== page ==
“I’ve never been that kind of guy that would sit at home and hurt myself, but life with Mayhem has at times also been extreme off-stage. The reason for my current übermillitant relation to alcohol was a scary experience that happened after years of daily drinking. Often, I’d just be waiting for the first bar to open and then it would be the same story all over again. One day I came to my senses hanging from one arm out of a fourth floor window – it was the wake-up call I needed. I had no idea how I ended up there and that scared the shit out of me. After that incident I haven’t drunk a drop of alcohol.”
Family & barbed wire
“I have two children, a daughter from a previous relationship and a son with my girlfriend Hilma – they are my most prized possessions in life. Hilma made me realise that if I didn’t cut down on my drinking, things would go seriously wrong. Initially, the role of being a father was kind of surreal for me, but as time goes on it has become more and more important for me to be there for them when they grow up. My attitude to Mayhem hasn’t changed but I’m much more conscious on what I expose myself to. I’ve become less destructive” Kristiansen says reflectively.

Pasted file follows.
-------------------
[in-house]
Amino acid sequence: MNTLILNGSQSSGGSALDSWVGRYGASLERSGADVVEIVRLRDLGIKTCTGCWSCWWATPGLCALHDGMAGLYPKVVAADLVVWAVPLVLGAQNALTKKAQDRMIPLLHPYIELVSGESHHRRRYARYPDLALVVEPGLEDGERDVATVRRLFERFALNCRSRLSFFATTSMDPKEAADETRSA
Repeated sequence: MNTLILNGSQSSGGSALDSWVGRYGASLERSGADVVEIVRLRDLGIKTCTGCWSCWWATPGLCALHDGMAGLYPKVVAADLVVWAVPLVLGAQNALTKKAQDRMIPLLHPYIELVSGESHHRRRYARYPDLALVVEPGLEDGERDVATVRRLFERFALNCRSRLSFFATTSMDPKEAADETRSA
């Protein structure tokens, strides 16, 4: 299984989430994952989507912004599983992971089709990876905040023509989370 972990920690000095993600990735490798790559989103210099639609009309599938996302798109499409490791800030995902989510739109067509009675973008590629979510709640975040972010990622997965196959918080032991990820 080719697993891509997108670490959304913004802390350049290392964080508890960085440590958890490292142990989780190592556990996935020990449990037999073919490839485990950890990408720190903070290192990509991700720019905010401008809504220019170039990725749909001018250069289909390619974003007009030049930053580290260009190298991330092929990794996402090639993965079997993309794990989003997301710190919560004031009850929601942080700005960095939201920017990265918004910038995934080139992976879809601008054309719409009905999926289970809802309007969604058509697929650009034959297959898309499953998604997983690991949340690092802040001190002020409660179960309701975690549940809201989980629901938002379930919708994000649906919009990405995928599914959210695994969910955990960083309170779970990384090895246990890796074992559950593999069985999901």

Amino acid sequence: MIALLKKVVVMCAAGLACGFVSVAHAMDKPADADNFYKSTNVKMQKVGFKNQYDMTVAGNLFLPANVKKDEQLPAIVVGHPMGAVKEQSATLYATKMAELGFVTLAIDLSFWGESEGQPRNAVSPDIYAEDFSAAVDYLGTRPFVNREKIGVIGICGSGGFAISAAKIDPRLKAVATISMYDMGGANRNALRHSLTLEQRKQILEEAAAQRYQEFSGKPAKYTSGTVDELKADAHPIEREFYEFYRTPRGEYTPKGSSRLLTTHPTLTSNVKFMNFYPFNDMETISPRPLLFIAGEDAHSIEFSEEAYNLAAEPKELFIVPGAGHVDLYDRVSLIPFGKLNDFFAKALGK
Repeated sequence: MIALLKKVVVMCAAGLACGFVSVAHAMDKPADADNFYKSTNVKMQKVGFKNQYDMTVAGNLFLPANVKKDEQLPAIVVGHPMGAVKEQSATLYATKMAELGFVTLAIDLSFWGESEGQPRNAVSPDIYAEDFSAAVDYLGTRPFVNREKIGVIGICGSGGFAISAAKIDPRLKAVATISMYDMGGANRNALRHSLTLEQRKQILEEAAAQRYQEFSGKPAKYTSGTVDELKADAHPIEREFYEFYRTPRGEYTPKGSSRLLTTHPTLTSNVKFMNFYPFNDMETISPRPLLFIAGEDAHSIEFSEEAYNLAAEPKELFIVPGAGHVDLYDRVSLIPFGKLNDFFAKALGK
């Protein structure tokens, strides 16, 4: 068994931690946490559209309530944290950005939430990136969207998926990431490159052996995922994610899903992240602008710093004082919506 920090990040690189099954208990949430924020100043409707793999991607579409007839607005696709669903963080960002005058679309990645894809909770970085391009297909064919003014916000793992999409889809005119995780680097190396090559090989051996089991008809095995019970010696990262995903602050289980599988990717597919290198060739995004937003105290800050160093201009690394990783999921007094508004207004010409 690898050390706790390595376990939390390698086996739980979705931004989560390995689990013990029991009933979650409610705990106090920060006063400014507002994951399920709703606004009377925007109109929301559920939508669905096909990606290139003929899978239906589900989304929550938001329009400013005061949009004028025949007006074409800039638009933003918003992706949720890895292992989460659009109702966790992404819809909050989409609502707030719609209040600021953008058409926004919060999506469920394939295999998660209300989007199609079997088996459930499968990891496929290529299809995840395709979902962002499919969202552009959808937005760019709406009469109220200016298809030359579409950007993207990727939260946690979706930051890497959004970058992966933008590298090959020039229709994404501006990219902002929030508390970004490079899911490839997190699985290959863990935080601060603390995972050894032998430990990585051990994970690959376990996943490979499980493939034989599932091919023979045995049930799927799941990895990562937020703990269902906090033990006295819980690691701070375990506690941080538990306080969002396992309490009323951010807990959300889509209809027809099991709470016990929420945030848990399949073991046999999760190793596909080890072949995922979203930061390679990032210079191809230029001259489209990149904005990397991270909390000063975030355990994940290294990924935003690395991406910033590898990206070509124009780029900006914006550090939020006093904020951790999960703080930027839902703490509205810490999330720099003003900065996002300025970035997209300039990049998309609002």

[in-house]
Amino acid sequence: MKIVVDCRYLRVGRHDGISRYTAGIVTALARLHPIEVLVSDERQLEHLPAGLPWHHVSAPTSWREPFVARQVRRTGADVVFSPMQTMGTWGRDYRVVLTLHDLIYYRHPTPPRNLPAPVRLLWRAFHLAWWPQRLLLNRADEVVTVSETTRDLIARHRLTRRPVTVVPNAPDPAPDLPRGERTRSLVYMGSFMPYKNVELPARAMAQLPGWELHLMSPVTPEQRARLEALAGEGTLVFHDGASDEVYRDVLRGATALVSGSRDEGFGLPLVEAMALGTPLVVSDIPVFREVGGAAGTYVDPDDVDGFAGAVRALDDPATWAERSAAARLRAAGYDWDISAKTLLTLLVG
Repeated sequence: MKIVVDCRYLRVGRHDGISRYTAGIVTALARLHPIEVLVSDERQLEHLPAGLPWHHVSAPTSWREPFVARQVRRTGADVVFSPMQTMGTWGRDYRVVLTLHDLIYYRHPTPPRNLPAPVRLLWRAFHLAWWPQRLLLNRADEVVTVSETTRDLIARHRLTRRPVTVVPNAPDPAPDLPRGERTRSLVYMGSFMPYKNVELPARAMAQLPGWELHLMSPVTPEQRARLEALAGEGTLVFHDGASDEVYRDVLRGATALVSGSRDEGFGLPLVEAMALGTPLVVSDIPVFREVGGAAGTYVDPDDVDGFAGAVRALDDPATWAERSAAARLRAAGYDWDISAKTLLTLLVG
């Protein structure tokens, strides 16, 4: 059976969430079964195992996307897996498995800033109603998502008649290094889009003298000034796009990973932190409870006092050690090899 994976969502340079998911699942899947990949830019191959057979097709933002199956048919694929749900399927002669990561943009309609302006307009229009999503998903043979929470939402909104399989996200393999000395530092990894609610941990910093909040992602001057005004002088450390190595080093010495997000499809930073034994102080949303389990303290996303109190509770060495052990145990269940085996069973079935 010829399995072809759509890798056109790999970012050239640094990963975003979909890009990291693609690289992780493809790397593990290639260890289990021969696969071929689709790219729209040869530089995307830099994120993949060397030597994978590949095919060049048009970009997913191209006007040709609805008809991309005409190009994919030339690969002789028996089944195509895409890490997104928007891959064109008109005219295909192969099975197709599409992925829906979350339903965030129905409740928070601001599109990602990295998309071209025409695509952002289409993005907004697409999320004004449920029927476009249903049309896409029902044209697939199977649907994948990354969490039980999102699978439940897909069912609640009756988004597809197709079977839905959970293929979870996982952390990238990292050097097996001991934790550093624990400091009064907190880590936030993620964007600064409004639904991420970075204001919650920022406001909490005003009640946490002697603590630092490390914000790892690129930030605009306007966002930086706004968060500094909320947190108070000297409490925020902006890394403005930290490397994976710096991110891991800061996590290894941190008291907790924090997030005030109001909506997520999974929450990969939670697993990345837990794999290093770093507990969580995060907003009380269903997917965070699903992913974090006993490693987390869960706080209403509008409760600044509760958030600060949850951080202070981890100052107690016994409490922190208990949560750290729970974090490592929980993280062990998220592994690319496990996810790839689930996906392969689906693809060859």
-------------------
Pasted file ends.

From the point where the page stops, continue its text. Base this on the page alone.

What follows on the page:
Through his lyrics, Kristiansen has never tried to conceal his hatred for organised religion and, in particular, Christianity. Few would have guessed that Kristiansen would end up with a Christian girl from Norway’s southern bible-belt district. How has it been to have such fundamentally opposing stances? After all, your past is full of offensive lyrics that convey your hatred for Christianity and Christians.